Gordonton and District

Gordonton lies to the north east of Hamilton, approximately eight kilometres from the present Hamilton city boundary. Gordonton village is just off the edge of the Piako swamp.
The European settlement of Gordonton began with the building of Woodlands homestead in 1872. This large estate of 98,000 acres was initially owned by a large syndicate in England, the first manager being Henry Reynolds. Henry Reynolds built a butter factory at Pukekura and used the Anchor brand which came from an idea when he saw an anchor tattoo on a sailor at Woodlands.    Subdivision of Woodlands started in 1902. It was then managed for over twenty years by Mr. John Gordon. Gordonton was originally known as Hukanui and changed to Gordonton in 1913 in recognition of John Gordon and to remove confusion with another Hukanui further south.                                                                          
Ngati Wairere moved out of Kirikiriroa / Hamilton in 1864 to Hukanui / Gordonton during the Rangiriri wars where a new pa was established. The marae is situated just south of Gordonton on the Gordonton road
The first school started in 1891 and still in use as a play group and community use on the original grounds now known as Hukanui Park. The dairy factory opened in 1916 as a cheese factory and was producing casein when it closed and is now used for storage with various shops in the front.
The district was predominately dairy, which it still is, but with more variety of farming ventures. The Piako swamp has been developed over many years with drainage, lime and fertiliser together with much labour to very fertile farm land. This has not been an easy task as with some other lands, but the people before us and even those still present here today, can be proud of their hard work to see the outcome to such fine farm land.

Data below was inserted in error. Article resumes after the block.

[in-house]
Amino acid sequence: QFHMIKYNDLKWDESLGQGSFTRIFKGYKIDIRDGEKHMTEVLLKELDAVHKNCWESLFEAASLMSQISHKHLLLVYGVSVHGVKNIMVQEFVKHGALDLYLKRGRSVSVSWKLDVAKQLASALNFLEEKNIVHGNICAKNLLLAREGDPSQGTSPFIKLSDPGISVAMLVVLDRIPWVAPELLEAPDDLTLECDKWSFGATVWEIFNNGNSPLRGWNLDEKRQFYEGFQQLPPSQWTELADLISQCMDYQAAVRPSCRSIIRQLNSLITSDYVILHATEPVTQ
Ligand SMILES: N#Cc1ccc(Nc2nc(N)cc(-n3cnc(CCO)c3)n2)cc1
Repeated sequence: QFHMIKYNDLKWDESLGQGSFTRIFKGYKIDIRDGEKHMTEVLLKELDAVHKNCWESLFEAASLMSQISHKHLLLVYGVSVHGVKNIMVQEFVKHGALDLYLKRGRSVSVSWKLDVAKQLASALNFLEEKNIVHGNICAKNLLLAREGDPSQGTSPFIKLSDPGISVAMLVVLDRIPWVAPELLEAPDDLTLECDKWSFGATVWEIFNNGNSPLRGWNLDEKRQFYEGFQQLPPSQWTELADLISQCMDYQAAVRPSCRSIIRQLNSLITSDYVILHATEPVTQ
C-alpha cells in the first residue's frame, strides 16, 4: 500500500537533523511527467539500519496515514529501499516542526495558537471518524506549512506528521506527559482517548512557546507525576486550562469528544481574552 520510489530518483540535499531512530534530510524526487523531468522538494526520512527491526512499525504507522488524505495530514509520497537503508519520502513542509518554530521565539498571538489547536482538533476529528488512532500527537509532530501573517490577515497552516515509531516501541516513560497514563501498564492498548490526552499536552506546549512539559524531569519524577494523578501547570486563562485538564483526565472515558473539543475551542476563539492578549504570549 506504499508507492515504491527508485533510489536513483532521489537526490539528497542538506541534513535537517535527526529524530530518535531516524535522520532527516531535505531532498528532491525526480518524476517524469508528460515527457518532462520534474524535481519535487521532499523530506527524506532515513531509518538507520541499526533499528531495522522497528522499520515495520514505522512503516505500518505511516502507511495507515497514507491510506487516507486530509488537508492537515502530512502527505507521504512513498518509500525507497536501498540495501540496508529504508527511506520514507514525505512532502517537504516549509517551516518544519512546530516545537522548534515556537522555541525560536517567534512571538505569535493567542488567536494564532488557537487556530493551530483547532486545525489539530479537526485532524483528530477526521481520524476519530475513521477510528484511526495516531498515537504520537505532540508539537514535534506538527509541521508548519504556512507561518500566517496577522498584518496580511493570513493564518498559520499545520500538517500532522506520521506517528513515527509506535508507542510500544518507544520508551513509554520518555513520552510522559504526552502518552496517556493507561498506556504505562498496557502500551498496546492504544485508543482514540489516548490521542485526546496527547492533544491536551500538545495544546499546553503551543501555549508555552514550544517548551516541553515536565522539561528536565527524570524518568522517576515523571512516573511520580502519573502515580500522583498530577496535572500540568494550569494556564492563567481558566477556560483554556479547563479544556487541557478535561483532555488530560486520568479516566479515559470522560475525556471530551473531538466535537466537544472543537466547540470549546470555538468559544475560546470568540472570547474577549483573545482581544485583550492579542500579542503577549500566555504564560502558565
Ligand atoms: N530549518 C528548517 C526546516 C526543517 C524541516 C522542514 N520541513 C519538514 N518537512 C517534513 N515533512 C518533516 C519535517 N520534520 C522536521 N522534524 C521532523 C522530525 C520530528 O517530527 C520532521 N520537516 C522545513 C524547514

"Oh, I'm stiff," groaned Fred as he sat up and rubbed his legs. "This floor is hard."
"Newspapers make noisy blankets," commented Sam, as he woke and stretched, "You rustled and creaked all night, Fred."
"It was warm enough, though," added their friend who had come to help bring the new horses to the farm, "but it is just as well we kept the fire going all night."
They cooked the sausages in the iron skillet over the open fire, and for cups used Bell Tea tins. Sausages and bread can be carried in saddle-bags but most of their gear was still at the railway station.

"Five hundred eighty four owners hold ten million acres of land; one thousand six hundred hold eighteen million acres," stormed John McKenzie, Minister of Lands in Dick Seddon's Government. "It just will not do. Unless we take steps to curb their greed, this country will be as bad as Britain with its big landholders and "subsistent tenants.'' John McKenzie knew at first hand the misery caused when owners "enclosed" land and disposed tenants where their families had lived for generations. Several acts and regulationswere passed.

Miss Gledhill frowned at the letter she was reading. "There will be changes in the school next term," she told her assistant. "They are sending a man here."